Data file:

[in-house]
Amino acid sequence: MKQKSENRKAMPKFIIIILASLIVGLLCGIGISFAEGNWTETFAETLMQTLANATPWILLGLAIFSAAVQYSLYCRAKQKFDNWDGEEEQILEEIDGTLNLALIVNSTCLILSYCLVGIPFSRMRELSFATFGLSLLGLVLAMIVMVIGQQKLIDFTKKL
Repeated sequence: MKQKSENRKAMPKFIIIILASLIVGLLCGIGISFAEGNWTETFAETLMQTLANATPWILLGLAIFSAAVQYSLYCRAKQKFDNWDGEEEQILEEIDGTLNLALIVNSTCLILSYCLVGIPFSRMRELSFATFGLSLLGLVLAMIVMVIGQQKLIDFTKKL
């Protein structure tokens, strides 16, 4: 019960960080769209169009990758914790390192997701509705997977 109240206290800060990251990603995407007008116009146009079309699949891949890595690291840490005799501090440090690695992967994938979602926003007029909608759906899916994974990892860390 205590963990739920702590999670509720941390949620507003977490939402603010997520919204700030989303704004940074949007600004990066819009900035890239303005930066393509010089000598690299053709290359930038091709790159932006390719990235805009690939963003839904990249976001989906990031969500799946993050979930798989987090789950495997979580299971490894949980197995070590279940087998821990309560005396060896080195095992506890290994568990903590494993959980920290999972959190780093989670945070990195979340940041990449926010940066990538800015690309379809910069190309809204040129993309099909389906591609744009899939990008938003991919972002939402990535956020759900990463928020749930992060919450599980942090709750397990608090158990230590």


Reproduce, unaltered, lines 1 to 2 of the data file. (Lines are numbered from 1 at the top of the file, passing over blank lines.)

[in-house]
Amino acid sequence: MKQKSENRKAMPKFIIIILASLIVGLLCGIGISFAEGNWTETFAETLMQTLANATPWILLGLAIFSAAVQYSLYCRAKQKFDNWDGEEEQILEEIDGTLNLALIVNSTCLILSYCLVGIPFSRMRELSFATFGLSLLGLVLAMIVMVIGQQKLIDFTKKL